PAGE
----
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Film Review / Primal Fear (1996)

Primal Fear may well be remembered primarily for Edward Norton's outstanding debut performance. It is a film I've seen a good amount of times since its release, and still enjoy watching even though I know the big reveal, so I think that's generally a good sign. But I do have a huge amount of admiration for Norton, and I love this performance almost as much as his turn in American History X.

Based on the novel of the same name by William Diehl, the story revolves around spotlight-hogging hotshot attorney Martin Vail (Richard Gere), who flaunts legal technicalities to get his clients acquitted, whether they're guilty or not. And then, the temptation of representing an altar-boy accused of murdering his bishop is too much to pass up. So he takes the case pro-bono.

Enter Aaron Stampler, the stuttering, nervous country-boy who can hardly form a sentence, suffers from blackouts, and who Vail feels could not have held the murder weapon. Though nobody else thinks Stampler is innocent, not his own legal team, nor his opposition in the form of the excellent Laura Linney's prosecution attorney Janet Venable (and old colleague and old flame of Vail). Still, Vail soldiers on and finds himself plunging into this shy young man's trauma, until the point he meets Roy, Stampler's other self.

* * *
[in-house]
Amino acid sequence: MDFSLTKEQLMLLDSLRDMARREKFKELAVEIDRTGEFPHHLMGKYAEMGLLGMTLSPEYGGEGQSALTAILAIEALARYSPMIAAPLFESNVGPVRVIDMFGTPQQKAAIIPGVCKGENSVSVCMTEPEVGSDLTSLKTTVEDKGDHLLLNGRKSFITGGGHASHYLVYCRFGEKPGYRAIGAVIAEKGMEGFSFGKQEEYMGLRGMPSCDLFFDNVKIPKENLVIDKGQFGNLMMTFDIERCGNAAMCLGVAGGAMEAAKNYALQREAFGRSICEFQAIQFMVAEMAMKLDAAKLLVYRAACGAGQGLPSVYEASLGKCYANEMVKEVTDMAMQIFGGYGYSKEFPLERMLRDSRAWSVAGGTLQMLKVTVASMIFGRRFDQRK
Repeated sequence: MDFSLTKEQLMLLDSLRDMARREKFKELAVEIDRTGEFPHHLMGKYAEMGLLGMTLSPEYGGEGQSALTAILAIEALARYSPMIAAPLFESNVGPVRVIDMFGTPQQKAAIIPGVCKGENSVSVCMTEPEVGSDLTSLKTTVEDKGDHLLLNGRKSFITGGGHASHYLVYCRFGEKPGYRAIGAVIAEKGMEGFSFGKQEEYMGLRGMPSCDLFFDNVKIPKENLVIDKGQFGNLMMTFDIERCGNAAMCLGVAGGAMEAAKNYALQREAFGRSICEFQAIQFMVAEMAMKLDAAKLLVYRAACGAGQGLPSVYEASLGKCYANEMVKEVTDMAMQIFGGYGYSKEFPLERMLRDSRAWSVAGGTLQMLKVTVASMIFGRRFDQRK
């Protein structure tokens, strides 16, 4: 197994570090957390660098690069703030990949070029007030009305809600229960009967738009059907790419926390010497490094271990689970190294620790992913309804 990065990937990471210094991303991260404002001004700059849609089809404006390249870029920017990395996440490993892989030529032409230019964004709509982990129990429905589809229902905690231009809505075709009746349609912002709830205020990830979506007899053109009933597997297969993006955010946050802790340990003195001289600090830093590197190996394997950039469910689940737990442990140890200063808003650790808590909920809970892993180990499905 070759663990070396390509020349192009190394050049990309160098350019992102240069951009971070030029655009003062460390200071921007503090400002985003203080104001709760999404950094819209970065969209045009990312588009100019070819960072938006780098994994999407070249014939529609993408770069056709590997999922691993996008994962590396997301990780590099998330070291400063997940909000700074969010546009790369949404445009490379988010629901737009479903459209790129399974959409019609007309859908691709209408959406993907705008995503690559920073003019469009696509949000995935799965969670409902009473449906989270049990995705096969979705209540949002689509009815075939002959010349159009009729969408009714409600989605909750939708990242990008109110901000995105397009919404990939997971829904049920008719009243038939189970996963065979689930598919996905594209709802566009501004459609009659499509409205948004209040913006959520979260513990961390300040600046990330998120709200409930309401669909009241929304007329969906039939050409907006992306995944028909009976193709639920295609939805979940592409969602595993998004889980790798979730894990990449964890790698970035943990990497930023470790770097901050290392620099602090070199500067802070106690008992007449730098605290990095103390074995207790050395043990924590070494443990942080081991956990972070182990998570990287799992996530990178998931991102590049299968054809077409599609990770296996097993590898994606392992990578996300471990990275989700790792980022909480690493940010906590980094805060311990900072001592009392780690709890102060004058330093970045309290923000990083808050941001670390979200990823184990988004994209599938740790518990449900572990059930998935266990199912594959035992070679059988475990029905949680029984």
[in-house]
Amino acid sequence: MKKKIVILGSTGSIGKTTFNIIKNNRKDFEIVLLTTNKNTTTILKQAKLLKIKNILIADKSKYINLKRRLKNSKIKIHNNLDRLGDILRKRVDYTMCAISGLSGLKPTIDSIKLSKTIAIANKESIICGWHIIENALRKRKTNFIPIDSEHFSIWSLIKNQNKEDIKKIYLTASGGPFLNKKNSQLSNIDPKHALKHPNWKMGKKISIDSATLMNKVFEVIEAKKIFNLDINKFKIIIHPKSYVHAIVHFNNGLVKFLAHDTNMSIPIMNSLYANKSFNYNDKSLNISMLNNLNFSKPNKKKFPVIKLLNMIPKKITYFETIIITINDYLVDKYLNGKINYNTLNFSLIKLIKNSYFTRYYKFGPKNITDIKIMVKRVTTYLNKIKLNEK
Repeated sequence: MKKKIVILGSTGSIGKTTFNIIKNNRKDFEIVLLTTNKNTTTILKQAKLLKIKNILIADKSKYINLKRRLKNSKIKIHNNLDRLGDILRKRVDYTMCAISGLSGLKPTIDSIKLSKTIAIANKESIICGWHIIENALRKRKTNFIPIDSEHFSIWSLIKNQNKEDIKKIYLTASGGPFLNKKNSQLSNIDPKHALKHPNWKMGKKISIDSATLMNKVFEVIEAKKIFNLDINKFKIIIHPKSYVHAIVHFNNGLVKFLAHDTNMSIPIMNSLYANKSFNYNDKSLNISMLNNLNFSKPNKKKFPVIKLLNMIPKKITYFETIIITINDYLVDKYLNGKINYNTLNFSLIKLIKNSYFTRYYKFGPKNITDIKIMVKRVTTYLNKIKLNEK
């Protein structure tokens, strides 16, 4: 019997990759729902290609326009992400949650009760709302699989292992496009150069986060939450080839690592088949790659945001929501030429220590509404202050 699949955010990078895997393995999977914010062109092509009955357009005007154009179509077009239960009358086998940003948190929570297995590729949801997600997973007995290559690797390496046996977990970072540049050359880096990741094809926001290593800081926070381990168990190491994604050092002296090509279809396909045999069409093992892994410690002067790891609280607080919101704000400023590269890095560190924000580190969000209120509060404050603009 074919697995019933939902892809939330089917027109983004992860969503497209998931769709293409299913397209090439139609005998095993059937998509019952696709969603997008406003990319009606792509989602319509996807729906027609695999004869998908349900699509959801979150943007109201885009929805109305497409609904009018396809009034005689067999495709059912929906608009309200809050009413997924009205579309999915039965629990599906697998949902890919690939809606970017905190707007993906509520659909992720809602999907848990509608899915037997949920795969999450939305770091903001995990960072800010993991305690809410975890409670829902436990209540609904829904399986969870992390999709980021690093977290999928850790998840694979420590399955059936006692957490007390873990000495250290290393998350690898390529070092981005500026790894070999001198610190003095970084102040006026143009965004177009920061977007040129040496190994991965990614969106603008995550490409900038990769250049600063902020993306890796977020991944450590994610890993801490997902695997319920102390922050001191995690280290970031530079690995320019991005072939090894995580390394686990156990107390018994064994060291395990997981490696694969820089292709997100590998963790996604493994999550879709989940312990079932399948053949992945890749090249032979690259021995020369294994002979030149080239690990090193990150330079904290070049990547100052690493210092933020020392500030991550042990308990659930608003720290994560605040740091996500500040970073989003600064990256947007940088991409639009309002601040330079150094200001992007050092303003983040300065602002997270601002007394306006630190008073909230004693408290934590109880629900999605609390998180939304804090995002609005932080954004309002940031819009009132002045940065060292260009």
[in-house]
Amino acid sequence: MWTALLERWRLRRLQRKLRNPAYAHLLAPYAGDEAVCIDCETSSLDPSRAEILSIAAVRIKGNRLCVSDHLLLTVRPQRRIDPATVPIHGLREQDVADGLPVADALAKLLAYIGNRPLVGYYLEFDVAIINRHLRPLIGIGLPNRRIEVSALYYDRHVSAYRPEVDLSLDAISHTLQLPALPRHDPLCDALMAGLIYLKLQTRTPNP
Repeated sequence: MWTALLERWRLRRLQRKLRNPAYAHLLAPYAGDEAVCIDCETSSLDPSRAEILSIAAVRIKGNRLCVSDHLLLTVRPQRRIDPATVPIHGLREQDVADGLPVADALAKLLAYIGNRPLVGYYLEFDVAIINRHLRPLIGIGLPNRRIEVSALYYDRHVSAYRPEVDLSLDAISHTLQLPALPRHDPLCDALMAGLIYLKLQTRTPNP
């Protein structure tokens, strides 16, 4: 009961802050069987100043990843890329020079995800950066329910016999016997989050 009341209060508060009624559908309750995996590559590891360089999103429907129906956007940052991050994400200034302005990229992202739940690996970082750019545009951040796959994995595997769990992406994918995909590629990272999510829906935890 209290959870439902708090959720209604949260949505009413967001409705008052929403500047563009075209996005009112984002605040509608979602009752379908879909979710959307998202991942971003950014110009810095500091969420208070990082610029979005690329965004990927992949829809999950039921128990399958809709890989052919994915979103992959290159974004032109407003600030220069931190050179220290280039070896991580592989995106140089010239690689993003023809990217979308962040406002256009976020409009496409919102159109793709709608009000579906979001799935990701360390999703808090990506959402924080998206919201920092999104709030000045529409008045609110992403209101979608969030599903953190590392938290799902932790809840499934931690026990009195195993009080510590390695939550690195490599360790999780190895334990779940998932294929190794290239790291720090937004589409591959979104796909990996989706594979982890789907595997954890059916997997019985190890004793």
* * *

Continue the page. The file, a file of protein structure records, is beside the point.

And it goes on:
Edward Norton was nominated for a host of awards with his performance as Stampler's dual personalities, Aaron and Roy, and rightly deserved. I think I recall reading that on the screen test the casting team weren't actually certain her didn't have multiple personality disorder... He's one of those actors that can pull off extreme vulnerability and psychotic charm within moments of each other, and so I'm not surprised he caused the above reaction. But Richard Gere (though mostly doing Richard Gere, which isn't a bad thing) is also perfectly watchable in it, and his performance strengthens once Stampler's alter ego, Roy, appears.

Vail's gradual softening to Aaron, believing utterly that this other more assertive and violent personality is the protector of Aaron, shows great chemistry between Gere and Norton. Vail's push in the courtroom to force Roy out in public to win his case is wonderful and the final showdown, when Vail wins the case and finds out which personality is actually real is just fantastic, gets me every time.

It's film worth watching if only for Edward Norton's engrossing turn as Stampler, and his great chemistry with Richard Gere, but the addition of Laura Linney, Maura Tierney and Frances McDormand who all turn up in one degree or another, you're certain to get some great performances on top of the well-reported ones.

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